KTH/CESIS Working Paper Series in Economics and Institutions of Innovation
The inventor's role: was Schumpeter right?
() and Roger Svensson
Abstract: According to Schumpeter, the creative process of economic
development can be divided into three distinguishable stages of invention,
innovation (commercialization) and imitation. We show why there is a
rationale for the Schumpeterian entrepreneur to also include the inventor
in the innovation process. In addition, we provide a framework where the
theories of Knight’s risk defining entrepreneur and Schumpeter’s innovative
entrepreneur can be bridged. Merging the two enhances the possibilities of
successful commercialization since the inventor may further adapt the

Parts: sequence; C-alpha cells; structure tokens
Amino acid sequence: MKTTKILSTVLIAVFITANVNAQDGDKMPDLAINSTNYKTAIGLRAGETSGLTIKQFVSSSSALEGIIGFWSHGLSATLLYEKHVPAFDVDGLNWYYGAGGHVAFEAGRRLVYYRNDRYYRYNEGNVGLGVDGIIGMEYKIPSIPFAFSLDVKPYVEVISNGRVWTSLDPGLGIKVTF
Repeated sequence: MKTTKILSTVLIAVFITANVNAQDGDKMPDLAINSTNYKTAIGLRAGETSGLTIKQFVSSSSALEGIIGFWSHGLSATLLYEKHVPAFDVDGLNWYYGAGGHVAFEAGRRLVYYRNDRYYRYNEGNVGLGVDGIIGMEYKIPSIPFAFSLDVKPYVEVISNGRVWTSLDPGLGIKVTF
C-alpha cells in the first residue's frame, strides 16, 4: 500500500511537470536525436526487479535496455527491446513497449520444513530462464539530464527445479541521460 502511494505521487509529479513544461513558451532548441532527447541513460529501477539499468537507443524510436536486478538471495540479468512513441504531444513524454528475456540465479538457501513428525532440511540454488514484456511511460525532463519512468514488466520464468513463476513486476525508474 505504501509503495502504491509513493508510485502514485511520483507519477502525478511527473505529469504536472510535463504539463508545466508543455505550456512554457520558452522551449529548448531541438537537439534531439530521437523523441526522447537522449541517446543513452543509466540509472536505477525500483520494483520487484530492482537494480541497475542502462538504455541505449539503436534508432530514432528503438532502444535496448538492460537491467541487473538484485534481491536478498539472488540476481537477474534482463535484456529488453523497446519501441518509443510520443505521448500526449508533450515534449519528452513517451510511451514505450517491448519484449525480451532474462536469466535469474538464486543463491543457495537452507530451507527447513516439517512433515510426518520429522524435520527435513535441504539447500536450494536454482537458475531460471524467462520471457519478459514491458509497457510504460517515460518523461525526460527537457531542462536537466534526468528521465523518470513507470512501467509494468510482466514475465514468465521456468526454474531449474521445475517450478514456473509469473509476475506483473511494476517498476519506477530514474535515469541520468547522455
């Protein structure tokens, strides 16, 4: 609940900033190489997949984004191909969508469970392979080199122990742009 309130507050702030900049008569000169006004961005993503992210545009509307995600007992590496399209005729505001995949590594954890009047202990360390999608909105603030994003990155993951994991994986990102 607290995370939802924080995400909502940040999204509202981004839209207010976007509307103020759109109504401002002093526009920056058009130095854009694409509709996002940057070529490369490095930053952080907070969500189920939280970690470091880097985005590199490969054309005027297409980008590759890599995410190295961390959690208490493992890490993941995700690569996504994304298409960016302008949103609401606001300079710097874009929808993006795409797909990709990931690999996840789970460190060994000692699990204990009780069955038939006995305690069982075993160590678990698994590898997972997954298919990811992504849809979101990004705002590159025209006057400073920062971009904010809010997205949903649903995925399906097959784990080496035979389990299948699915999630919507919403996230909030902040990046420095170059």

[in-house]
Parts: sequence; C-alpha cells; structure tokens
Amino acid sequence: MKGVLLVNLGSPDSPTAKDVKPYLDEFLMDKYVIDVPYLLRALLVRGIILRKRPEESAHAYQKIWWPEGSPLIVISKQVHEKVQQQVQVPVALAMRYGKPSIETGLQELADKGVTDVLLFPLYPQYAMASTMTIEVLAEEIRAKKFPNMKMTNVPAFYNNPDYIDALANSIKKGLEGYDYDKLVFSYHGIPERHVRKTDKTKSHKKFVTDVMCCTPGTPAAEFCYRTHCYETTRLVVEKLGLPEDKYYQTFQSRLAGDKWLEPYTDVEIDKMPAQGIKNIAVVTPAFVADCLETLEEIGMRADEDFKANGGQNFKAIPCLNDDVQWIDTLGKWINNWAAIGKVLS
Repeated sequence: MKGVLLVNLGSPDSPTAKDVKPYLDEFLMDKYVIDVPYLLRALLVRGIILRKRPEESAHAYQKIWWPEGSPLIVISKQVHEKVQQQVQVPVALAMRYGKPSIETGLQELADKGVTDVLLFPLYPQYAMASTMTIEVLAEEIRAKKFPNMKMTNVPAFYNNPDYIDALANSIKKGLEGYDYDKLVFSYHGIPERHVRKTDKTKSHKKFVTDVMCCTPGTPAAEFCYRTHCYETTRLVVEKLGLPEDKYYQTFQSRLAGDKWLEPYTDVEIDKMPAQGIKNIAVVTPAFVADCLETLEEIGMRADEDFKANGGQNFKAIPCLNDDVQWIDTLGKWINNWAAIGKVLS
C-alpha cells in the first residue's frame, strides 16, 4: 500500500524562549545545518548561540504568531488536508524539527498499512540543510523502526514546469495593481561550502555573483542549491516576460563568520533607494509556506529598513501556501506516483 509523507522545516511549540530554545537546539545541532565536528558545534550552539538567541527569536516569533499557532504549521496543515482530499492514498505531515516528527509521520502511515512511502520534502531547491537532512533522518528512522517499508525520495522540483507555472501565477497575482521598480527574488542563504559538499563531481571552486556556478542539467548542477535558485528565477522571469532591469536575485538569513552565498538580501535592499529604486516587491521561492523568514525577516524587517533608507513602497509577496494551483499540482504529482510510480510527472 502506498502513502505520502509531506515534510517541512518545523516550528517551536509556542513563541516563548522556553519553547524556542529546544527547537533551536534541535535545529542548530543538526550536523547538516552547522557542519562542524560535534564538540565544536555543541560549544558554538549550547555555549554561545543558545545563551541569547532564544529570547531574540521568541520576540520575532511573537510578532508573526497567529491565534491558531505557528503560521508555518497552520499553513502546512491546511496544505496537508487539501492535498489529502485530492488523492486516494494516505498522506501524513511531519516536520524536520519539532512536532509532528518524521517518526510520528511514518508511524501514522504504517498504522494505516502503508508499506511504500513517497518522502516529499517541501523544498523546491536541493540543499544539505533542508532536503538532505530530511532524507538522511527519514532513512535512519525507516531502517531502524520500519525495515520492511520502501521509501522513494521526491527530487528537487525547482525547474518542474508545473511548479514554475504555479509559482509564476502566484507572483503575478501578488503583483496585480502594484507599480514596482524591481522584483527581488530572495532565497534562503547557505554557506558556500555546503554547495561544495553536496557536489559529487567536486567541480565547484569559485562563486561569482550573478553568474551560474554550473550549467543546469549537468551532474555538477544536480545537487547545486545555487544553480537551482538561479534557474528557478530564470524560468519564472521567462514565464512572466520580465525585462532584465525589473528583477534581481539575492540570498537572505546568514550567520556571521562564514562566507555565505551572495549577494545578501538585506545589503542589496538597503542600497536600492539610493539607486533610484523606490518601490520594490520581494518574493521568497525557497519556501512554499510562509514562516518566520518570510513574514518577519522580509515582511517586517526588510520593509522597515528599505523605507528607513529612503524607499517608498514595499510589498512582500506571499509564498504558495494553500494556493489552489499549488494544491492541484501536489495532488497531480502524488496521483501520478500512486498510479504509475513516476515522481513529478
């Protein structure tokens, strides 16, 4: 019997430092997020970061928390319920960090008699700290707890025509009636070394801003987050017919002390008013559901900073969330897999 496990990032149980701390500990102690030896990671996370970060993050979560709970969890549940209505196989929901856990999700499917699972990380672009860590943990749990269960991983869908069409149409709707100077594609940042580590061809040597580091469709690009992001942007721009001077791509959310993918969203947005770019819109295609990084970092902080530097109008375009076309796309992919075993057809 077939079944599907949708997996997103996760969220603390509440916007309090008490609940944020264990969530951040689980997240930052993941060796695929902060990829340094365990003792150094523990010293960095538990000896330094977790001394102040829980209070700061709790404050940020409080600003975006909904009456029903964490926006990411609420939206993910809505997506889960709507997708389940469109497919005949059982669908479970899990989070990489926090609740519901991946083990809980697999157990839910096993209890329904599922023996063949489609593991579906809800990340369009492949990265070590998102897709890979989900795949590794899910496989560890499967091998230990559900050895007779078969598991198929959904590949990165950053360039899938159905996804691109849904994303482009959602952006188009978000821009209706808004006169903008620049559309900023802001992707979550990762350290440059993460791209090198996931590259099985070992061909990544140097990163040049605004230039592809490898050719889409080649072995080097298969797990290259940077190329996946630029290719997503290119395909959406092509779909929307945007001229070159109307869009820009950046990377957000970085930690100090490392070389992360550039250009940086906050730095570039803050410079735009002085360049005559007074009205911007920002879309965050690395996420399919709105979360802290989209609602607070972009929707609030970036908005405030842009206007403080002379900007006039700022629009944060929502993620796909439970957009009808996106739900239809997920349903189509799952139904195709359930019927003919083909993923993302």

innovation to customer needs, transmit information and reduce uncertainty.
This serves to expand the market opportunities for the entrepreneur. The
empirical analysis is based on a survey covering Swedish patents granted to
individuals and small firms, with a response rate of 80 %. The results show
improved commercialization performance when the patent is licensed or sold
to an entrepreneur, or if the inventor is employed in an entrepreneurial
firm, as compared to commercialization in the inventor’s own firm. Another
important result is that, irrespective of commercialization mode, an active
involvement of the inventor is shown to have a positive impact on
Keywords: Entrepreneur; inventor; innovations; commercialization; (follow links to similar papers)
JEL-Codes: M13; O31; O32; (follow links to similar papers)
32 pages, January 17, 2007
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